Letter: Unfair criticism of Naumkeag, music series

Unfair criticism of Naumkeag, music series

To the editor:

As a Stockbridge resident and direct abutter to Naumkeag, I was saddened to read the recent article regarding their Thursday night music series. I attended "The Naumkeager" in early June. For those who did not, it was well-attended by a diverse group of folks of various ages interested in supporting and funding what is a cornerstone of cultural venues in Stockbridge.

"The Naumkeager," surely intended to be a whimsical play on words, was anything but "a really out of control frat party." My wife and I were joined by Stockbridge friends, second-home owners and visitors for an enjoyable evening. It was more of a "tasting" with food, beer and wine provided by vendors representing area businesses and breweries.

Chesterwood, Rockwell, Berkshire Theater Festival and so on all have functions where refreshments are served. Why is Naumkeag given the distinction of being "a part-time drinking establishment in a residential neighborhood?" I am baffled.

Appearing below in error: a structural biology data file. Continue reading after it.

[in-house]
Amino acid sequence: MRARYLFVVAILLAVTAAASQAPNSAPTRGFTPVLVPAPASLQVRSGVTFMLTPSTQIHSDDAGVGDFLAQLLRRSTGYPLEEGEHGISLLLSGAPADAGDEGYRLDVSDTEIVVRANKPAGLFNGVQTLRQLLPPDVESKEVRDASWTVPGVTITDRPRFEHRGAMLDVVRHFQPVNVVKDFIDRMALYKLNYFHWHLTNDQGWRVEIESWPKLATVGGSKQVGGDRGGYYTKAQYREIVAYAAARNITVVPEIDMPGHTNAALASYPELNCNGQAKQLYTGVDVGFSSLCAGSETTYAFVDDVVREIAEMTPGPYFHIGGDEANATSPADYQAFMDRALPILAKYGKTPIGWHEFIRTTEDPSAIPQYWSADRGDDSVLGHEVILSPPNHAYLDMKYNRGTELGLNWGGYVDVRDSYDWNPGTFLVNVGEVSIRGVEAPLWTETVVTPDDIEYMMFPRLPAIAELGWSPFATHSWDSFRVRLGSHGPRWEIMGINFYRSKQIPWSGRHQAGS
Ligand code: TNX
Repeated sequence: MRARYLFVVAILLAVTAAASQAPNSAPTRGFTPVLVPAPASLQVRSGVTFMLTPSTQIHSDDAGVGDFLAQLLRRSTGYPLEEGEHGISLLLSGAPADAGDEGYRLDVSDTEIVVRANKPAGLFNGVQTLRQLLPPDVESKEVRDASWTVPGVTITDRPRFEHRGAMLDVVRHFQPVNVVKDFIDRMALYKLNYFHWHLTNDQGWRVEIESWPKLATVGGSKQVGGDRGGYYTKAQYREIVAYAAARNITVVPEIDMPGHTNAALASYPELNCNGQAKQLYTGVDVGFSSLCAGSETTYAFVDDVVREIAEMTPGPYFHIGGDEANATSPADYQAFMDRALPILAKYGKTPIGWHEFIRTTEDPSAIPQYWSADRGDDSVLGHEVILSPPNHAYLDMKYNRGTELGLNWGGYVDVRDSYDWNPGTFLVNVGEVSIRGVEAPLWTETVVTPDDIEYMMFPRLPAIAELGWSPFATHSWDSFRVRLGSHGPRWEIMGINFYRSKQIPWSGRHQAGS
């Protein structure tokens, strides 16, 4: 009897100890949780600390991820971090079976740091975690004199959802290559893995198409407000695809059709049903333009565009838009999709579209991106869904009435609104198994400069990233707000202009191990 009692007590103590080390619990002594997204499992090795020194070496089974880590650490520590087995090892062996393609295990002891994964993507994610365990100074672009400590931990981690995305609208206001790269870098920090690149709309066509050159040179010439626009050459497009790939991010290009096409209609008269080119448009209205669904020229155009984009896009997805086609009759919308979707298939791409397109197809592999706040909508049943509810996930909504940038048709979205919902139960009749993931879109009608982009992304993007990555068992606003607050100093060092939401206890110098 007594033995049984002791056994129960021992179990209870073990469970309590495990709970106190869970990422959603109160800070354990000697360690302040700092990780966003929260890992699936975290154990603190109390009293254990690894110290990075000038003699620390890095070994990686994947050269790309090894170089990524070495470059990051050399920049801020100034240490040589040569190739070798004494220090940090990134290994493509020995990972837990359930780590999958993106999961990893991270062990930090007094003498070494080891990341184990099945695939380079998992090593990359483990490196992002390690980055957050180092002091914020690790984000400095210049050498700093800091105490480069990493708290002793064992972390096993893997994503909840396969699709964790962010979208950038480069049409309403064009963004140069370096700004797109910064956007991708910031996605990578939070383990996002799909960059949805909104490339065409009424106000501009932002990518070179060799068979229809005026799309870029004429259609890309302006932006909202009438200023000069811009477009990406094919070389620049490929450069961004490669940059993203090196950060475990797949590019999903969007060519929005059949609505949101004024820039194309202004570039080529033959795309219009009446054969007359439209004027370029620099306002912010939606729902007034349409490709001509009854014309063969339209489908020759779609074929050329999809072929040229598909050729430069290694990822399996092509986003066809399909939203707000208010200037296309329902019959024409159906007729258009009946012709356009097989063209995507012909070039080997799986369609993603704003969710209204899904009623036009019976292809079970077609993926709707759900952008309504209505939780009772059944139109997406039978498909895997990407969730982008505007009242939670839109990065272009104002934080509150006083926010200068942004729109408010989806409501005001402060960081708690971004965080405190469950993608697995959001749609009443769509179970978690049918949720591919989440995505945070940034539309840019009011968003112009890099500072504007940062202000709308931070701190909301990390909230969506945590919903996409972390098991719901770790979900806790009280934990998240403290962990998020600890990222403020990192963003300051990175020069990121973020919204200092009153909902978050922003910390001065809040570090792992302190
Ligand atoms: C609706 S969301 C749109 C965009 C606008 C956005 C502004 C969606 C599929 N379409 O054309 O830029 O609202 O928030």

The Trustees of Reservations have been wonderful neighbors. We have worked on various projects over the past 15 years. They are cooperative and professional. Clear communication requires a simple phone call. If sound levels are a concern, why not have a conversation? I have never had to contact the Selectmen or speak to a reporter to communicate with our friends at Naumkeag.

As far as "The whole place has gone to hell, no maintenance at all," I am speechless. You don't need to pay admission to see the many improvements and preventive maintenance being performed. One only need drive up Prospect Hill Road to see the new cedar roof. The Chinese Garden has been faithfully restored. There is a terraced cutting garden on the west side of the property. The list goes on.

All nonprofits are drawing from the same well for funding. It is tougher than ever to keep abreast of repairs and maintenance. Stockbridge residents celebrate a history of enlightenment and culture. These things don't come free. It seems that three hours on on a Thursday night should be tolerable for anyone.

The series is a creative means for fund-raising, with minimal impact for a very good cause. Perhaps we should be a little more generous and understanding of the efforts being made to preserve this architectural gem.

Bob Jones, Stockbridge


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